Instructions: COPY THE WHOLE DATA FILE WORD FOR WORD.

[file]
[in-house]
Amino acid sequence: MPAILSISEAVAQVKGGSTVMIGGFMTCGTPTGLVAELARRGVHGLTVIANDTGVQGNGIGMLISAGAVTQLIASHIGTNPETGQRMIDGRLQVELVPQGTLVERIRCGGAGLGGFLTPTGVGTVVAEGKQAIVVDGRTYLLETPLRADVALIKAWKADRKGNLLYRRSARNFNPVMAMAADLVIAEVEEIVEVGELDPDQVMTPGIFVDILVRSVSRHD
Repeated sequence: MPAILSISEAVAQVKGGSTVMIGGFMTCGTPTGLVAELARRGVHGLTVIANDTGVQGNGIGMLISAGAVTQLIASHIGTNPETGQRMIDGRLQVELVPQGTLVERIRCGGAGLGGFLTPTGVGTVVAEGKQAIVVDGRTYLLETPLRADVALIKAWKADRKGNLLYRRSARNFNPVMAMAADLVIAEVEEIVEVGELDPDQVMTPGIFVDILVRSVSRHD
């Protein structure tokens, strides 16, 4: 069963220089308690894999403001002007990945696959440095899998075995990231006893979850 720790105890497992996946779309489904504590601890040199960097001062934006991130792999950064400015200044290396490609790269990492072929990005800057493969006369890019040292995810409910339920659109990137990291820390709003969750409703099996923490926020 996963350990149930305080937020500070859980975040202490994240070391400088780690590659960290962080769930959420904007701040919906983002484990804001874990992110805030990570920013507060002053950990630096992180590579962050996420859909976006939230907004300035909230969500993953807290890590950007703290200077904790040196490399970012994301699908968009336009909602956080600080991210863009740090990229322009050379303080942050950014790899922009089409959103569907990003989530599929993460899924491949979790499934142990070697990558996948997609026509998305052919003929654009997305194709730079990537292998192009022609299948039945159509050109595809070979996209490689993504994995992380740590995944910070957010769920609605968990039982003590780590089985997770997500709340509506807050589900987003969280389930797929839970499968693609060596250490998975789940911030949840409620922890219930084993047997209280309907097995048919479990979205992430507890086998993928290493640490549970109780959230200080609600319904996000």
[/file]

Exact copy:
[in-house]
Amino acid sequence: MPAILSISEAVAQVKGGSTVMIGGFMTCGTPTGLVAELARRGVHGLTVIANDTGVQGNGIGMLISAGAVTQLIASHIGTNPETGQRMIDGRLQVELVPQGTLVERIRCGGAGLGGFLTPTGVGTVVAEGKQAIVVDGRTYLLETPLRADVALIKAWKADRKGNLLYRRSARNFNPVMAMAADLVIAEVEEIVEVGELDPDQVMTPGIFVDILVRSVSRHD
Repeated sequence: MPAILSISEAVAQVKGGSTVMIGGFMTCGTPTGLVAELARRGVHGLTVIANDTGVQGNGIGMLISAGAVTQLIASHIGTNPETGQRMIDGRLQVELVPQGTLVERIRCGGAGLGGFLTPTGVGTVVAEGKQAIVVDGRTYLLETPLRADVALIKAWKADRKGNLLYRRSARNFNPVMAMAADLVIAEVEEIVEVGELDPDQVMTPGIFVDILVRSVSRHD
């Protein structure tokens, strides 16, 4: 069963220089308690894999403001002007990945696959440095899998075995990231006893979850 720790105890497992996946779309489904504590601890040199960097001062934006991130792999950064400015200044290396490609790269990492072929990005800057493969006369890019040292995810409910339920659109990137990291820390709003969750409703099996923490926020 996963350990149930305080937020500070859980975040202490994240070391400088780690590659960290962080769930959420904007701040919906983002484990804001874990992110805030990570920013507060002053950990630096992180590579962050996420859909976006939230907004300035909230969500993953807290890590950007703290200077904790040196490399970012994301699908968009336009909602956080600080991210863009740090990229322009050379303080942050950014790899922009089409959103569907990003989530599929993460899924491949979790499934142990070697990558996948997609026509998305052919003929654009997305194709730079990537292998192009022609299948039945159509050109595809070979996209490689993504994995992380740590995944910070957010769920609605968990039982003590780590089985997770997500709340509506807050589900987003969280389930797929839970499968693609060596250490998975789940911030949840409620922890219930084993047997209280309907097995048919479990979205992430507890086998993928290493640490549970109780959230200080609600319904996000």